Jorge Valdano would surely have become a poet had he not decided to dedicate himself to a life in football. He is, in fact, one of the best writers ever to have dealt with football.
But few of the many things he has ever said ring truer than his wonderful description of his fellow countryman—the errant, wayward, indecently talented enigma that is Juan Roman Riquelme. This week, Riquelme decided that the time had finally come for him to bring the curtain down on his career.
"If you have to travel from point A to point B, everyone would take the six-lane highway and get there as quickly as possible," Valdano said. "Everyone except Riquelme. He would choose the winding mountain road that takes six hours but that fills your eyes with scenes of beautiful landscapes."
In a nutshell, that sums up Riquelme's footballing career—a beautiful journey, but a really uncomfortable ride.
Aside from the fact that he was probably one of the most gifted midfielders ever to come out of Argentina, the only thing everyone else seems to agree with is that Riquelme, the eldest of 11 children, born and raised in grinding poverty in San Fernando some 20 kilometres north of Buenos Aires, is about as prickly off the pitch as an entire colony of hedgehogs.
Consequently, he is not admired as much in Argentina as he is in other parts of the world.
Effectively hung out to dry by Louis van Gaal, who considered his signing by Barcelona a political one, it was at Villarreal where Riquelme really made his mark, putting the club on the map as they came stunningly close to Champions League glory in 2005-06.
At the Castellon club, everyone played around him and to his strengths. In the end, it was his behaviour and performances both on and off the pitch that shaped the club into what it is today.
Villarreal chairman Fernando Roig saw early on the potential of bringing in players from Argentina who were eager to ply their trade in Europe, where they would be remunerated in euros rather than with a downward-spiralling Argentine peso.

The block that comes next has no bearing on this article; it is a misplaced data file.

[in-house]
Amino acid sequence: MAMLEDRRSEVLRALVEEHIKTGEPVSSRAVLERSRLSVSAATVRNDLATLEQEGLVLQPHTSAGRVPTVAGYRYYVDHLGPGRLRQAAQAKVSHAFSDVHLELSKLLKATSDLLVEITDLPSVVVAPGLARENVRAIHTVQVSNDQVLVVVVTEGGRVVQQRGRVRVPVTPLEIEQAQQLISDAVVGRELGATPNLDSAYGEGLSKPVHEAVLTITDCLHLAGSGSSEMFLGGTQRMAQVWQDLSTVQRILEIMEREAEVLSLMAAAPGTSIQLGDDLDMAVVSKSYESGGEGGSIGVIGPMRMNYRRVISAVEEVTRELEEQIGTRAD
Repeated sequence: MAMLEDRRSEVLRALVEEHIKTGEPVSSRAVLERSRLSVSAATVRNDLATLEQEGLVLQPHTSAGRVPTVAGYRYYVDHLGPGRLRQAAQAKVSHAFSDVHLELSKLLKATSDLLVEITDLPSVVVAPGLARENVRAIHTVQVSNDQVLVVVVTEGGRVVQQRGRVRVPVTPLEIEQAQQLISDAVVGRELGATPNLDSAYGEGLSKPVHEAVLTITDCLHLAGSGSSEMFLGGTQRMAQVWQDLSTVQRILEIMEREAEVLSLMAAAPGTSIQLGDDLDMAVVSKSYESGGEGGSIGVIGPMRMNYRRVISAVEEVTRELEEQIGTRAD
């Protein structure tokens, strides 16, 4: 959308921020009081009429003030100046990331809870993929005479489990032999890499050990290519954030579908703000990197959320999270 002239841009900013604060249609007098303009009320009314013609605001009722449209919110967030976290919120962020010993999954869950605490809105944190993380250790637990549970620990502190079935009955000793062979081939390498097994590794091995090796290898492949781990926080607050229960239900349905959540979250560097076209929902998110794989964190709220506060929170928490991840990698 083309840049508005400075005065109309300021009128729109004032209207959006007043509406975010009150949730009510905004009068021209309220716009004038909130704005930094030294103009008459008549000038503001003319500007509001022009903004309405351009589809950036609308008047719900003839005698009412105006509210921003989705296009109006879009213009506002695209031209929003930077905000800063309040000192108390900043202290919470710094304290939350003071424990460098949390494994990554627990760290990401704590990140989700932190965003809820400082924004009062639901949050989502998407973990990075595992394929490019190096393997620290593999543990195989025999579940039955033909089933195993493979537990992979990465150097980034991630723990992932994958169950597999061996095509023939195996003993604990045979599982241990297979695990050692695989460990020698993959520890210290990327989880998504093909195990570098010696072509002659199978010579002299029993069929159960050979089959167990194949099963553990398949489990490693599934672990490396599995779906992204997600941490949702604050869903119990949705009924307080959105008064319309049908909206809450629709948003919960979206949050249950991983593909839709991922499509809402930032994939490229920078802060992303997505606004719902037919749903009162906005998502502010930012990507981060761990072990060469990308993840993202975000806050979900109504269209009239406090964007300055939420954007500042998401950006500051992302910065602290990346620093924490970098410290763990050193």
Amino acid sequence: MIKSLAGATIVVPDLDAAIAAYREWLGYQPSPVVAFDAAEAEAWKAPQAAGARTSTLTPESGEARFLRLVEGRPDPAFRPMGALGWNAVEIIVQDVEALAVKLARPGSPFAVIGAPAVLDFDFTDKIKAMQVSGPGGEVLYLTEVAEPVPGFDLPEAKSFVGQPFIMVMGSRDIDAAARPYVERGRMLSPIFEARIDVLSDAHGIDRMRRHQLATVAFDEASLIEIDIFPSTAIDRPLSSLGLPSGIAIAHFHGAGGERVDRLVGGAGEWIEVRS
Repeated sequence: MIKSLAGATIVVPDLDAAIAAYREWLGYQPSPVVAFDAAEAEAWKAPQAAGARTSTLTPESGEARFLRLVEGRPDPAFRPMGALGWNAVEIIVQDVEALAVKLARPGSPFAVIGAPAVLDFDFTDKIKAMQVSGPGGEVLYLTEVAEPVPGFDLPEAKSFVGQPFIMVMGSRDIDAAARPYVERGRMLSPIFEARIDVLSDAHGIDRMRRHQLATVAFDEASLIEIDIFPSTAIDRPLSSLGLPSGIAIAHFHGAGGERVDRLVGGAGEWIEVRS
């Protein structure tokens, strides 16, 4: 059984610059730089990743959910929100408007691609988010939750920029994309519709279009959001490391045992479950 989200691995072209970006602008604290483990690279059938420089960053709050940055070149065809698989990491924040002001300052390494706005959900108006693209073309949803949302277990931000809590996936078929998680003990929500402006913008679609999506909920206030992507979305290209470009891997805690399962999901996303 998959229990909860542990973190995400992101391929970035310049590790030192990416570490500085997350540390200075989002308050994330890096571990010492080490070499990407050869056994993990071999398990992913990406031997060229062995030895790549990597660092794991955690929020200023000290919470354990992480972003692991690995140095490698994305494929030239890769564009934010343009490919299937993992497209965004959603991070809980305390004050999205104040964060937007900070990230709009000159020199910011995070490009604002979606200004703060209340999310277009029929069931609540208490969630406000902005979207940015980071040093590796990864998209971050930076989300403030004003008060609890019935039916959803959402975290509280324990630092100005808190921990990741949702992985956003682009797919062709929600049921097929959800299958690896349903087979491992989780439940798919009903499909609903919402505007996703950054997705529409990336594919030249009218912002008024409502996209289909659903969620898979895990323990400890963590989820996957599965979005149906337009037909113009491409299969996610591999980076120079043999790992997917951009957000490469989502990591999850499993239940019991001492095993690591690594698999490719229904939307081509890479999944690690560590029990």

To that end came players like Rodolfo Arruabarrena, Juan Sorin, Gonzalo Rodriguez and, via Barcelona, the roughest of rough diamonds, the jewel in the crown, Riquelme.
A dream on the pitch, a living nightmare off it, Riquelme's first battles with Villarreal came when then-manager Benito Floro asked him to turn up 30 minutes before training so the physios could assess an injury.
Seemingly humiliated by this not-unreasonable request, Riquelme duly arrived 20 minutes late, ignored the physios and started to sweep the dressing room and polish the boots—obviously a way of declaring that, as far as he was concerned, the club considered him to be no more than a skivvy.
An unimpressed Floro threatened to drop him when he repeated the procedure. Shortly afterwards, the manager was told to clear his desk.
Riquelme may well have won his battle with Floro, but he would lose the war when he clashed with his successor, the quiet, well-mannered, but assertive Manuel Pellegrini.
Roig had seen enough.
Up until then, the club had ignored the fact that Riquelme had flown planeloads of people to visit him at Villarreal, that he didn't train when he didn't feel like it and that he was frequently suffering from injuries, either real or imagined.
Riquelme returned from extended leave granted to him for the birth of his son and promptly announced that he was not going to train.
Enough was enough. No one, said Roig, would ever again be bigger than the club itself.
"He will obey the club and fulfil his obligations—or else he'll have problems with me," Roig added.
True to his word, Roig loaned Riquelme out to Boca Juniors before finally selling the central midfielder to them in an extremely messy, complicated deal that typified the confusion and pandemonium that inevitably surrounded Riquelme. The deal involved Villarreal paying the player's €3 million wages for the 2007-2008 season while still receiving a transfer fee from the Argentine club for a reported $15 million.
Where to begin with some of the other stories about Riquelme?
There are many, not least the one that any interview he ever gave had to be accompanied by a negative statement about Diego Maradona because apparently the two don't get on.
My own favourite involves the fact that Leo Messi and him happen to share the same birthday (June 24), albeit nine years apart. Riquelme was throwing a birthday party at a gathering of the national squad that both players were attending and that coincided with the date.
Messi arrived at his hotel room where all were gathered to wish him happy returns only to be told by Riquelme, "Who invited you? P--s off!!"
I often wonder what makes players so detached from real life—and if it is, at the end, our fault when they are.